Hello Xamarin World – first steps

This time I want to say “Hello” to Xamarin world.

First thing that needs to be done before starting Xamarin development, is obviously the installation of all necessary components.

In this post I want to share my feelings about the installation (not without issues of course), configuration of my Xamarin Android solution and deployment process to the device.

Xamarin installation into Visual Studio 2015

I’ve created my account at xamarin.com, logged in and chose Download Xamarin for free to download the installation package. There are generally two IDEs that can be used for Xamarin development: Visual Studio or Xamarin Studio. I’ve already had VS 2015 installed and decided I don’t want to explore a new IDE, so I downloaded installer for Visual Studio. What’s more, following Xamarin’s website, “Xamarin Studio is no longer included” in the Windows installer and they “encourage Windows developers to move to Visual Studio”. Well, that’s understandable, Microsoft acquired Xamarin, didn’t they? 😉

BTW, when downloading Xamarin I was obliged to fill the “Company” field – does anyone know why is that?

 Android SDK and emulator images size

Interesting parts of the installation (if there could by any at all?) are Android Emulator installation which is then integrated into Visual Studio as well as Android SDK installation – fortunately it’s possible to change the location of Android SDK installation, because right after the setup it takes an enormous amount of disk space (with mandatory tools mentioned in the installation guide and two Android APIs):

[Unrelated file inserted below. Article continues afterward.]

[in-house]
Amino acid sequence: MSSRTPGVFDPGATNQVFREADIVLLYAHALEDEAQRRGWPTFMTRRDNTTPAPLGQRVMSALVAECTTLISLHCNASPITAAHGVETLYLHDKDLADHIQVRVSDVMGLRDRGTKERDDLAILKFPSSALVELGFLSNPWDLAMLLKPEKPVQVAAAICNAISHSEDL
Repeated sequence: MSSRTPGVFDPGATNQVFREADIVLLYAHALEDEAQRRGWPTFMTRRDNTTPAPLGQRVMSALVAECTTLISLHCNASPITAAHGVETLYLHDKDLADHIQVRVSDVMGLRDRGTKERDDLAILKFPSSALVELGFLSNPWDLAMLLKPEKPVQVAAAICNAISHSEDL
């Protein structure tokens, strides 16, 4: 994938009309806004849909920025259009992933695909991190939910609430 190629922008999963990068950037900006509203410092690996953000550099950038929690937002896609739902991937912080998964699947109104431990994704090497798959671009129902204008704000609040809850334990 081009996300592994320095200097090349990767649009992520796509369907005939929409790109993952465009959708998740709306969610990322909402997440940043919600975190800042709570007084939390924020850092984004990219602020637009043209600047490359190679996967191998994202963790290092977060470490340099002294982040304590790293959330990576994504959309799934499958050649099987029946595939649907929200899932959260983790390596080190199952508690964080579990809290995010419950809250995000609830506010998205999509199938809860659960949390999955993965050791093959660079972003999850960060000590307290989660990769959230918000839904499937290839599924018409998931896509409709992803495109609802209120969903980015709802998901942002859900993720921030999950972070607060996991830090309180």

Android SDK size - 41.6 GBs
Android SDK size

I’ve examined a bit more and it turns out that system images take the most of this space. Those are used only by emulators to be able to create a virtual device and debug on a simulator instead of deploying the app to a physical device every rime.

When I used to write some Android apps in Java and Android Studio long time ago, I found it very hard and complex to debug/test anything using emulator – it was simply very, very slow to load and work. This time I’ll see if emulator built in Visual Studio will do the job – if yes, why not using it ? I will of course also deploy directly to the device for tests, but it also takes time. I remember that when I wanted to test some small adjustments done “on the fly” (e.g. UI modifications/alignments) I dreamt about doing it quicker then deploying app to the phone every time. We’ll see, if emulator won’t do the job – I will clean up those folders.

 First issue in DSP

I had to create a separate paragraph for that 🙂 Of course, it must have finally happened – first issue on my DSP way! Installation error, of course – “Installation of ‘Xamarin’ failed with more then one exception (attempt 3). It was not possible to complete an automatic installation.”

I expected the installation to terminate and evening spent on looking for a solution, exploring StackOverflow threads, but to my surprise a quite familiar-looking screen appeared explaining what to do next, i.e. how to install all the components manually. I had to download and install Java JDK, Android SDK and Xamarin.

After the next 30 minutes everything seemed to be installed. Just two last configuration steps in Visual Studio as described here. Finally, to be able to run Android emulator Android Virtual Device Manager needs to be configured, as this tutorial describes.

Android Solution Creation

I cloned my Git repository, opened Visual Studio and created MoneyBack solution 😉 I chose the project of type Blank App (Android). Here’s what VS produced:

VS Android Xamarin Solution
VS Android Xamarin Solution

Android Xamarin solution contains the following elements out-of-the-box: